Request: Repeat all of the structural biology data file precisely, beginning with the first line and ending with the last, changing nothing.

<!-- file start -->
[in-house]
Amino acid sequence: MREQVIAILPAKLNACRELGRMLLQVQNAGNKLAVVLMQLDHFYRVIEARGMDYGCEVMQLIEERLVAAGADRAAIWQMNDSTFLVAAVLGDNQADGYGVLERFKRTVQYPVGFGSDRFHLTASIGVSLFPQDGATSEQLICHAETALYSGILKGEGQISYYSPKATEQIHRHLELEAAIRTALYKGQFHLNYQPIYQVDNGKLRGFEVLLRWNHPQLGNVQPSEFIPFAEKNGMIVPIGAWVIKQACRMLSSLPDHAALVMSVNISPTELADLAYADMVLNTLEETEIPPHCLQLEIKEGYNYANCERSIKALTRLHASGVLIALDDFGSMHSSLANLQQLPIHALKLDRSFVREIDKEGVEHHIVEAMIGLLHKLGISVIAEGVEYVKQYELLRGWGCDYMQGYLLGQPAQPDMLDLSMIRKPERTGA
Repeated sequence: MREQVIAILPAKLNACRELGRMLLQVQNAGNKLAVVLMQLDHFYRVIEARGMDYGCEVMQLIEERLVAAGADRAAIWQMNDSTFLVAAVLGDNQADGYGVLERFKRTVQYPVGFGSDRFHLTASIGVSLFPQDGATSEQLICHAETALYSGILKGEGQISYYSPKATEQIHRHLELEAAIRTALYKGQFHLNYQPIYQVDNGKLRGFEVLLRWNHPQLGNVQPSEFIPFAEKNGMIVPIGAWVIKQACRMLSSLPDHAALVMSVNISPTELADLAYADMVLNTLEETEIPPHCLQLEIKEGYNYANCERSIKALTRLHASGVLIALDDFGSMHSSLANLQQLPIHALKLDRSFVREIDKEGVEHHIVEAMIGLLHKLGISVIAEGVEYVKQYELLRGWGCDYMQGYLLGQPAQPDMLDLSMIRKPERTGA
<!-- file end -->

[in-house]
Amino acid sequence: MREQVIAILPAKLNACRELGRMLLQVQNAGNKLAVVLMQLDHFYRVIEARGMDYGCEVMQLIEERLVAAGADRAAIWQMNDSTFLVAAVLGDNQADGYGVLERFKRTVQYPVGFGSDRFHLTASIGVSLFPQDGATSEQLICHAETALYSGILKGEGQISYYSPKATEQIHRHLELEAAIRTALYKGQFHLNYQPIYQVDNGKLRGFEVLLRWNHPQLGNVQPSEFIPFAEKNGMIVPIGAWVIKQACRMLSSLPDHAALVMSVNISPTELADLAYADMVLNTLEETEIPPHCLQLEIKEGYNYANCERSIKALTRLHASGVLIALDDFGSMHSSLANLQQLPIHALKLDRSFVREIDKEGVEHHIVEAMIGLLHKLGISVIAEGVEYVKQYELLRGWGCDYMQGYLLGQPAQPDMLDLSMIRKPERTGA
Repeated sequence: MREQVIAILPAKLNACRELGRMLLQVQNAGNKLAVVLMQLDHFYRVIEARGMDYGCEVMQLIEERLVAAGADRAAIWQMNDSTFLVAAVLGDNQADGYGVLERFKRTVQYPVGFGSDRFHLTASIGVSLFPQDGATSEQLICHAETALYSGILKGEGQISYYSPKATEQIHRHLELEAAIRTALYKGQFHLNYQPIYQVDNGKLRGFEVLLRWNHPQLGNVQPSEFIPFAEKNGMIVPIGAWVIKQACRMLSSLPDHAALVMSVNISPTELADLAYADMVLNTLEETEIPPHCLQLEIKEGYNYANCERSIKALTRLHASGVLIALDDFGSMHSSLANLQQLPIHALKLDRSFVREIDKEGVEHHIVEAMIGLLHKLGISVIAEGVEYVKQYELLRGWGCDYMQGYLLGQPAQPDMLDLSMIRKPERTGA